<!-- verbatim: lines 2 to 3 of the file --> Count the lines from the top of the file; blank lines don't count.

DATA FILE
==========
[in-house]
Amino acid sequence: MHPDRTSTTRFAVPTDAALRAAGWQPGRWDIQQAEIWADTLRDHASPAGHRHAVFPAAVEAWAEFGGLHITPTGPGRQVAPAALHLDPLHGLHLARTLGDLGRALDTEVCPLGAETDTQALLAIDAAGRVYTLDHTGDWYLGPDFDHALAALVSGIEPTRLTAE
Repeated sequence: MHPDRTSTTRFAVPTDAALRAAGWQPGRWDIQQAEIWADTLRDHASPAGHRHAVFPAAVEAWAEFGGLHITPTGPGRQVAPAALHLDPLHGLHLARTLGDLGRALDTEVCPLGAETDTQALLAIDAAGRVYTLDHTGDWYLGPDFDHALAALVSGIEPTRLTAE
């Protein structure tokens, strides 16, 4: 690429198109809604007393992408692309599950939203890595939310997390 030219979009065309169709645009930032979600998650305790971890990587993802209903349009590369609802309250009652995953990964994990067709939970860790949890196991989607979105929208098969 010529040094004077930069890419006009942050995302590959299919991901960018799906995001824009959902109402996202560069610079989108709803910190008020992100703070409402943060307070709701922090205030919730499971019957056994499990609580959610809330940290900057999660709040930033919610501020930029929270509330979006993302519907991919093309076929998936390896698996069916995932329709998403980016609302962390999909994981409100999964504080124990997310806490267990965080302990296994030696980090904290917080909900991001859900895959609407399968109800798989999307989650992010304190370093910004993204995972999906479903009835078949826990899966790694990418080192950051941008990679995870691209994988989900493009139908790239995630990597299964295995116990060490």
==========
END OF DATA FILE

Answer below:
Amino acid sequence: MHPDRTSTTRFAVPTDAALRAAGWQPGRWDIQQAEIWADTLRDHASPAGHRHAVFPAAVEAWAEFGGLHITPTGPGRQVAPAALHLDPLHGLHLARTLGDLGRALDTEVCPLGAETDTQALLAIDAAGRVYTLDHTGDWYLGPDFDHALAALVSGIEPTRLTAE
Repeated sequence: MHPDRTSTTRFAVPTDAALRAAGWQPGRWDIQQAEIWADTLRDHASPAGHRHAVFPAAVEAWAEFGGLHITPTGPGRQVAPAALHLDPLHGLHLARTLGDLGRALDTEVCPLGAETDTQALLAIDAAGRVYTLDHTGDWYLGPDFDHALAALVSGIEPTRLTAE